Thursday, July 16, 2009

Krazy Jim was on to something

Despite the publications that say Atlanta has the best burgers in the country, and despite my rampant hometown boosterism soul, I still think the best burgers around can be found at Krazy Jim's Blimpy Burger in Ann Arbor. The place has even been on that show on Food Network where the guy drives around eating greasy food. That's where I found out that they double grind the meat to make it extra tender.

I have to confess that I don't really get what is so special about steakhouse burgers or whatever "fine dining" places call 'em. I like my burgers the old fasioned American way - salty, well done, greasy, and with skinny patties. When I yearn for a burger, I don't yearn for a Vortex burger, although they make a very good burger. I only get a yearning for fast food style burgers.

For the most part, I've cooked my burgers the 'traditional' way - made fat patties, grilled them (or used a skillet), and turned them a minimum number of times. No pressing on 'em cuz the juice will get out. Yet I was always fairly disappointed with my burgers. I mean, they weren't bad, and sometimes they were even quite tasty. But I didn't get the satisfying "this is sooooo fucking good" feeling I usually get at a McDonald's, Burger King, or most definitely Blimply Burger.

So tonight, I made burgers Krazy Jim-style. Well, until I get a meat grinder the double-grinding thing is going to have to wait (soon, my precious... soon). I just used some Worcestershire sauce, salt, and pepper to prep the meat. Now, the key feature to a Blimpy Burger is that the meat is cooked on a griddle, in small patties, and it is mashed flat and turned over several times before being mashed flatter. The onions and buns are grilled on the same griddle, and the onions are grilled with some Worcestershire. Throw a little slice of cheese on each patty before stacking 'em up and topping em with the lettuce, tomato, et al.

THIS is what a burger should taste like. MAN. Sooo good. I'm never cooking on a skillet or even a grill again. I'm going have to improve my technique a bit - my patties were a bit too small, so they didn't fall out of the bun, which is important. A good burget should be messy. My patties started out about the right size, but I didn't mash them flat enough. I think the double grinding is important to get the patties to mash right. And I need to get a solid metal spatula so the meat doesn't squeeze through the slots in my current one.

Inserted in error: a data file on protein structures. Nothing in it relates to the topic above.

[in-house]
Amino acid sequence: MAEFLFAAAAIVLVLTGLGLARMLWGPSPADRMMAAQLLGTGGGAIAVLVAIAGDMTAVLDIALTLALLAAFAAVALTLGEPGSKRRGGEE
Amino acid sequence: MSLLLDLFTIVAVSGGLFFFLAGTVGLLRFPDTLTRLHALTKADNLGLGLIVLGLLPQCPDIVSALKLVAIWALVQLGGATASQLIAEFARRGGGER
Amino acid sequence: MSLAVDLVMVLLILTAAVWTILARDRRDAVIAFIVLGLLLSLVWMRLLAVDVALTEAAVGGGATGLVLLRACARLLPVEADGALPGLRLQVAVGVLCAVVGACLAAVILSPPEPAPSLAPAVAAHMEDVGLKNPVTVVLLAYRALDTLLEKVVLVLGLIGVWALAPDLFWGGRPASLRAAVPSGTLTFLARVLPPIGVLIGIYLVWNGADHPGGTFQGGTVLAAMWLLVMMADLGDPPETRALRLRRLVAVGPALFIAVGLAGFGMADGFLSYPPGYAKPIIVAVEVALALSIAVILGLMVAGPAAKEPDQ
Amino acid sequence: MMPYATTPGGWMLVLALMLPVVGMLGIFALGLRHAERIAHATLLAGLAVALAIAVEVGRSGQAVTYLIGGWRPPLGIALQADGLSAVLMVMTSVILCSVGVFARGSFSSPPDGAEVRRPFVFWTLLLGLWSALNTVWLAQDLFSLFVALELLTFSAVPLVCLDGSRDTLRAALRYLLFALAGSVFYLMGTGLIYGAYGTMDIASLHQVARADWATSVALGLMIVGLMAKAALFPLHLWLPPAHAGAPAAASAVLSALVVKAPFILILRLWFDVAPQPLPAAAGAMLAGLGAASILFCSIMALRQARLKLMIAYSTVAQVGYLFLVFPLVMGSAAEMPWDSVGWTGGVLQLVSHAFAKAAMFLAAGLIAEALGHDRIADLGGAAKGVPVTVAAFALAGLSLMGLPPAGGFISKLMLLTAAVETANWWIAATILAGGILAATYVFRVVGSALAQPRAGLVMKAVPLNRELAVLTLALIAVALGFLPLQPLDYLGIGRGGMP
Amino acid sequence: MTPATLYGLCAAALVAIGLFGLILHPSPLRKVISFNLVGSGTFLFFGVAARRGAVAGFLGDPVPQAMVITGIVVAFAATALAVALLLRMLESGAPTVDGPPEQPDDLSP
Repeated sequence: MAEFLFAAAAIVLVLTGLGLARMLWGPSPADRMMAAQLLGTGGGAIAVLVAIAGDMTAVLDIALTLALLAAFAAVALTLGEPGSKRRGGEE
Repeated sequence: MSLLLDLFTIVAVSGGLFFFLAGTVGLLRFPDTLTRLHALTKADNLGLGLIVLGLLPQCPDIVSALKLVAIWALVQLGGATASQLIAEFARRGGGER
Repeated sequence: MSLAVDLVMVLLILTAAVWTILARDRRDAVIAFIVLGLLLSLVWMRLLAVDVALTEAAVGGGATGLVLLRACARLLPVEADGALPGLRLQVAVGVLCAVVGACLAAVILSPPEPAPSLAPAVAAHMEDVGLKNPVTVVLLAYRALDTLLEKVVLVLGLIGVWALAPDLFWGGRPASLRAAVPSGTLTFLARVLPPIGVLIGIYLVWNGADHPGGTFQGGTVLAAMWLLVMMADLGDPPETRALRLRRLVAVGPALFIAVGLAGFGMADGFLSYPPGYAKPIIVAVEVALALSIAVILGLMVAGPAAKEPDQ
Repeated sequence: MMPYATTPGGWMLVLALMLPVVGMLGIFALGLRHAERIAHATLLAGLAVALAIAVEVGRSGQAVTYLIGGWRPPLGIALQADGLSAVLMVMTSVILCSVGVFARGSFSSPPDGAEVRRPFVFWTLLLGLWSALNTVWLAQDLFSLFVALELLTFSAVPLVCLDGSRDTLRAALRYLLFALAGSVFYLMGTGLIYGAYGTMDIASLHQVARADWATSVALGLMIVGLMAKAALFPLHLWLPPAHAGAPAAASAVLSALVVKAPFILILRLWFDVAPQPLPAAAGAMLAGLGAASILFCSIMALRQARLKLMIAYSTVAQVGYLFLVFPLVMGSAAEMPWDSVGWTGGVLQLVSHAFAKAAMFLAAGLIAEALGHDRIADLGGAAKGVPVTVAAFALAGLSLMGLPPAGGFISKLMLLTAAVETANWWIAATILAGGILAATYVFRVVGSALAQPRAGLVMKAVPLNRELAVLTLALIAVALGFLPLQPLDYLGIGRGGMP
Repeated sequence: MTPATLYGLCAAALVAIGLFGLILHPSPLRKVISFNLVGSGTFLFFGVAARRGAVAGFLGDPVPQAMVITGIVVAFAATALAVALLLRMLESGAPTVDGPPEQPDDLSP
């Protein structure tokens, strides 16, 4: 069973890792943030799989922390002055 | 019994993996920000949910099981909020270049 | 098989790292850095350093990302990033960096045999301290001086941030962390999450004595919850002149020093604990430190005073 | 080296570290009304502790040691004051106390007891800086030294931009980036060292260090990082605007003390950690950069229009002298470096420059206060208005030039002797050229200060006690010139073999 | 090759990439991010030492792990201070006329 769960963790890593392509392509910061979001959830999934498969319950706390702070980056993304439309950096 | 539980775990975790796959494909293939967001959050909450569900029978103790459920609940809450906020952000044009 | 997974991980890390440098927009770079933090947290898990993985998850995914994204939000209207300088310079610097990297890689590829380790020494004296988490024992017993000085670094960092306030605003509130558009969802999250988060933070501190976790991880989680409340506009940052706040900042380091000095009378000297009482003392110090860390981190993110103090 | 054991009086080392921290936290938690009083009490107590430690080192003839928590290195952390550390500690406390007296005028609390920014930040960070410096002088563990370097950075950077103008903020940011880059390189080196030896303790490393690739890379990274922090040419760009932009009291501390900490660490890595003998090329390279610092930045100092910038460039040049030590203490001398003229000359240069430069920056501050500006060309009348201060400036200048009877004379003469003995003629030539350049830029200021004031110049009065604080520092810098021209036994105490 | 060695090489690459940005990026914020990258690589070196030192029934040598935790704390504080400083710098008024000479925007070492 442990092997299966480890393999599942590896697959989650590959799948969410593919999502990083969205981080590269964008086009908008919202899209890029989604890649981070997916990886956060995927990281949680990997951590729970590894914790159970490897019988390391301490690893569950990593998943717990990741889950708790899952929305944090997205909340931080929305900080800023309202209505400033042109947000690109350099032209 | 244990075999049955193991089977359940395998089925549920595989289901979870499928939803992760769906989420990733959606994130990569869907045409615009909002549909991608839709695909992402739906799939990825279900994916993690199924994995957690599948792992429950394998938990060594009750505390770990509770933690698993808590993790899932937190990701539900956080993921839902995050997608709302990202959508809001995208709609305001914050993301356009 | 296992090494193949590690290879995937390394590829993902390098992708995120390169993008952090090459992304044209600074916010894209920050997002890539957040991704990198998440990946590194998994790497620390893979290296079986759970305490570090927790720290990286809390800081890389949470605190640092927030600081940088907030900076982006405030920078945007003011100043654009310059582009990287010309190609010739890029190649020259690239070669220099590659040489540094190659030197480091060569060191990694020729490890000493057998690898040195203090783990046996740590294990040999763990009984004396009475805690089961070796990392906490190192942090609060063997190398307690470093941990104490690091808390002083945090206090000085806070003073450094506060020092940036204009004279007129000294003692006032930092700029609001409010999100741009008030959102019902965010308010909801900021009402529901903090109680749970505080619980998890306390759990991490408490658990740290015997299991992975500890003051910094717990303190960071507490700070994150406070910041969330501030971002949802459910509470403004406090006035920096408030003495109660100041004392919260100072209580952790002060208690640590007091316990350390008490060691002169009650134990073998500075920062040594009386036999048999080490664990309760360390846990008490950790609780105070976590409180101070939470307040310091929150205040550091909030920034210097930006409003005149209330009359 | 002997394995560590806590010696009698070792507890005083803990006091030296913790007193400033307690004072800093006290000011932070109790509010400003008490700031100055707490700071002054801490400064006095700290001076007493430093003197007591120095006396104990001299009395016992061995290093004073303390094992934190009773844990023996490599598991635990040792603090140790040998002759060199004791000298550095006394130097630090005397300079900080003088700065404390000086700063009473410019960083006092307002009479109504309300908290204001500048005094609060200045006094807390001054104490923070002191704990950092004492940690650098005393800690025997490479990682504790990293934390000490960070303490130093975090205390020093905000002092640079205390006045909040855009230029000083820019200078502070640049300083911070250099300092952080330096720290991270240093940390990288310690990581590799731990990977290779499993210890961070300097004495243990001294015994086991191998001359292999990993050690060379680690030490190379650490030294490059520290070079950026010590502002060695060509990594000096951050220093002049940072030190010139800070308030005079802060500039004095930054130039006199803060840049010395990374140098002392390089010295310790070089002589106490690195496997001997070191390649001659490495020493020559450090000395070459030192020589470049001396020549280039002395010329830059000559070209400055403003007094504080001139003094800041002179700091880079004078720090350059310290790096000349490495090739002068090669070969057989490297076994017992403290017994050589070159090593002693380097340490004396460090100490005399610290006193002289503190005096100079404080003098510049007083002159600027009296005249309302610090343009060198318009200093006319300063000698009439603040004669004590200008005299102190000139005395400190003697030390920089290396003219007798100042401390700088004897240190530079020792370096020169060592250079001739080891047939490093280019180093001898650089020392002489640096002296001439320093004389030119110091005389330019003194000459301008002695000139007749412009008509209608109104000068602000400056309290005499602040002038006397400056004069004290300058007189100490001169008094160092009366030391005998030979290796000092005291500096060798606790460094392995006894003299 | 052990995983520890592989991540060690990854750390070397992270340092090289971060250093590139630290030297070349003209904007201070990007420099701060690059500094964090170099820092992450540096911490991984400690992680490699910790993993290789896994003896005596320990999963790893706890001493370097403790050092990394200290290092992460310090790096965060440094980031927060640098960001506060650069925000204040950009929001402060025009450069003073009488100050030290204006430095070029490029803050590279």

Next time I'm going to have to get some old favorites - banana peppers and a kaiser roll. Also, I am gonna let it sit for maybe 5 minutes before I eat it, so the cheese does a mind-meld with the meat and become a fatastic new being. Maybe I'll throw an egg on top...


  1. Mmmmm. We do 1/4 pounders and make them as flat as we can between 2 sheets of waxed paper. Square, round, however they come out. They usually cover the bun and you can bite them without dislocating your jaw. This well done thing - it's just wrong. But almost well done is OK.

  2. Perhaps "well done" was a poor choice as a descriptor. I just mean NOT pink in the middle or even red, like a lot of folks seem to like their meat. I prefer my burgers cooked all the way through, with as much caramelized portions from the grill as possible. I don't mean all burnt to a crips.

  3. For my money, and maybe it's just the 12 years I lived in southwestern Ohio, the best burgers on the planet are at Zip's Cafe just off Mt. Lookout Square in Cincinnati. For five glorious months, I lived within walking distance of Zip's.

    My wife, who grew up in Middletown, OH, is also partial to The Jug, a Middletown landmark. You'd like their burgers - very thin, crispy edges. (They're very good, to be sure, but they ain't Zipburgers.)

    Best burger I've had here? Sadly, the place wasn't open for very long - Nico's Place in Hapeville, a one-minute walk from our house.



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